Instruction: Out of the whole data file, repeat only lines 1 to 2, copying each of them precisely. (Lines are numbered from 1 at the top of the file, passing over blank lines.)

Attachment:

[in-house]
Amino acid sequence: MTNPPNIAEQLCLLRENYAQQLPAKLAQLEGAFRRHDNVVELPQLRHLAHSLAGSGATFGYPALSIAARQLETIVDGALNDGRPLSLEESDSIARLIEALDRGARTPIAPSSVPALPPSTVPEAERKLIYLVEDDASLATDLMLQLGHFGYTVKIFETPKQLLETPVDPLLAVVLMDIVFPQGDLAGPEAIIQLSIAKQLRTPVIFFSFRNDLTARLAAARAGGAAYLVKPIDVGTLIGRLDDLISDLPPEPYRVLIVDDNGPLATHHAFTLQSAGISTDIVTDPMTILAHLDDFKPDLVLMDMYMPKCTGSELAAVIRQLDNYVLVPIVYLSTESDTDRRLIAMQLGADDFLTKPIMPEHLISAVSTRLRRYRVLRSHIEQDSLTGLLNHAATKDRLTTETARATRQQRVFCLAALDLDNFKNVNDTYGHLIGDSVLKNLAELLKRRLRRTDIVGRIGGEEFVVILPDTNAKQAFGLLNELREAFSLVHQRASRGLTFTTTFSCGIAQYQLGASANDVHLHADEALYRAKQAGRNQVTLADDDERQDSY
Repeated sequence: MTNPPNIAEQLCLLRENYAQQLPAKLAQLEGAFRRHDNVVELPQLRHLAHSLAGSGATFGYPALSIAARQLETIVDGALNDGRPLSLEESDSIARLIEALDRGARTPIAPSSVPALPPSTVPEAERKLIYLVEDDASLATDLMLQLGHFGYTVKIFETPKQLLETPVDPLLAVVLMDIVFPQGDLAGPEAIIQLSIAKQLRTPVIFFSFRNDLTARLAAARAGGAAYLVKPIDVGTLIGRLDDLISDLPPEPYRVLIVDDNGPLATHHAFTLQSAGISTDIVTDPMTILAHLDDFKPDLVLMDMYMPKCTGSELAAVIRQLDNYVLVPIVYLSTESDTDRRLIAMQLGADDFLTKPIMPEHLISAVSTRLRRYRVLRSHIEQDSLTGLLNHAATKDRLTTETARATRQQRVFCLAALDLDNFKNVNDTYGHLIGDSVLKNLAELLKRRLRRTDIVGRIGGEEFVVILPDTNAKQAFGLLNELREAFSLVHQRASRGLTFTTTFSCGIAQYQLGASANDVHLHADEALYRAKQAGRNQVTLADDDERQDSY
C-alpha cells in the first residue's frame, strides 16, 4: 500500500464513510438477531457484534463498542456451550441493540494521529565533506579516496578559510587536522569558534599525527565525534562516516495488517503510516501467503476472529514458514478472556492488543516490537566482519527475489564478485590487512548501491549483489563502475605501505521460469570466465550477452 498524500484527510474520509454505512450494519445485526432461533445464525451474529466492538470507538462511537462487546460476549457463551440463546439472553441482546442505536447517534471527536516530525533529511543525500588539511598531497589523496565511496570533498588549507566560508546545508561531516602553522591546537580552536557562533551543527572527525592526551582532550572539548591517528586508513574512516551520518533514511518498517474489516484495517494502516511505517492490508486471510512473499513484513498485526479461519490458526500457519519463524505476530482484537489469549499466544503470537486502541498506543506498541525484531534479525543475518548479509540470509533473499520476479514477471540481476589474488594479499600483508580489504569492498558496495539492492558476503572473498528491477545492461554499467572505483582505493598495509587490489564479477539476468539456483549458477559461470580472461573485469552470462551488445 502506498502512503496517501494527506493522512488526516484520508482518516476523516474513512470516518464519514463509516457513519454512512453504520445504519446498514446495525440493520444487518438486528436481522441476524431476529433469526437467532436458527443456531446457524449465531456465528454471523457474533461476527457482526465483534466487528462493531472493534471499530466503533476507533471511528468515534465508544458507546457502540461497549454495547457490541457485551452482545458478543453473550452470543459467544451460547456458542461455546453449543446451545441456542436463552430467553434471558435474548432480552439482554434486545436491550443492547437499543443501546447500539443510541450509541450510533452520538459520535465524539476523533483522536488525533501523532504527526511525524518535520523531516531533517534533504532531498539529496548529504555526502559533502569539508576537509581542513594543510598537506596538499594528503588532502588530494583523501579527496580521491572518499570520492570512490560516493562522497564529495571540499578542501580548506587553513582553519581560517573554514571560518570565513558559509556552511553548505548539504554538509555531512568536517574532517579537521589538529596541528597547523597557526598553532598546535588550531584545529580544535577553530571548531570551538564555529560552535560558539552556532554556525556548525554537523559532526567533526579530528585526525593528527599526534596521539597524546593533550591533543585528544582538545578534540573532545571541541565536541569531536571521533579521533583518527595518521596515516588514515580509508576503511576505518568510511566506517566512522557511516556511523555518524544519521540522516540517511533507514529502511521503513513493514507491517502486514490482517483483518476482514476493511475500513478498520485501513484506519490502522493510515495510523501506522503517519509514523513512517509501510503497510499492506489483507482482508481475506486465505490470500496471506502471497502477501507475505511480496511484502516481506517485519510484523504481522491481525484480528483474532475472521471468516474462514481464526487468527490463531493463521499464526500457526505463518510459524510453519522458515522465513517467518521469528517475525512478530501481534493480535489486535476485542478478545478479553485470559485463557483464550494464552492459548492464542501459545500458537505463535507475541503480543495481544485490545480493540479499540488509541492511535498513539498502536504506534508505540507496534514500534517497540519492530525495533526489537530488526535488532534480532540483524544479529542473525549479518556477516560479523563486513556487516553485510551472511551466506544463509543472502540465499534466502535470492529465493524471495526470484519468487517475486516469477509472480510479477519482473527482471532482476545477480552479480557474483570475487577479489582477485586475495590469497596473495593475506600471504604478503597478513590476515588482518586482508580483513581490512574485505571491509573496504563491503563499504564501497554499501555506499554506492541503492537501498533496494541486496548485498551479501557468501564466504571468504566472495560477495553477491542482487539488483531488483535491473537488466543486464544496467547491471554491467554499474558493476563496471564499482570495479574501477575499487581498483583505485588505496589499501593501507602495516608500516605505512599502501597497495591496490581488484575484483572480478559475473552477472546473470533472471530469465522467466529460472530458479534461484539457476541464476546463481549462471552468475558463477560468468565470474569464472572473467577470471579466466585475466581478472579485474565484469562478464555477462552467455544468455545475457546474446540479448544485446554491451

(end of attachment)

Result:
[in-house]
Amino acid sequence: MTNPPNIAEQLCLLRENYAQQLPAKLAQLEGAFRRHDNVVELPQLRHLAHSLAGSGATFGYPALSIAARQLETIVDGALNDGRPLSLEESDSIARLIEALDRGARTPIAPSSVPALPPSTVPEAERKLIYLVEDDASLATDLMLQLGHFGYTVKIFETPKQLLETPVDPLLAVVLMDIVFPQGDLAGPEAIIQLSIAKQLRTPVIFFSFRNDLTARLAAARAGGAAYLVKPIDVGTLIGRLDDLISDLPPEPYRVLIVDDNGPLATHHAFTLQSAGISTDIVTDPMTILAHLDDFKPDLVLMDMYMPKCTGSELAAVIRQLDNYVLVPIVYLSTESDTDRRLIAMQLGADDFLTKPIMPEHLISAVSTRLRRYRVLRSHIEQDSLTGLLNHAATKDRLTTETARATRQQRVFCLAALDLDNFKNVNDTYGHLIGDSVLKNLAELLKRRLRRTDIVGRIGGEEFVVILPDTNAKQAFGLLNELREAFSLVHQRASRGLTFTTTFSCGIAQYQLGASANDVHLHADEALYRAKQAGRNQVTLADDDERQDSY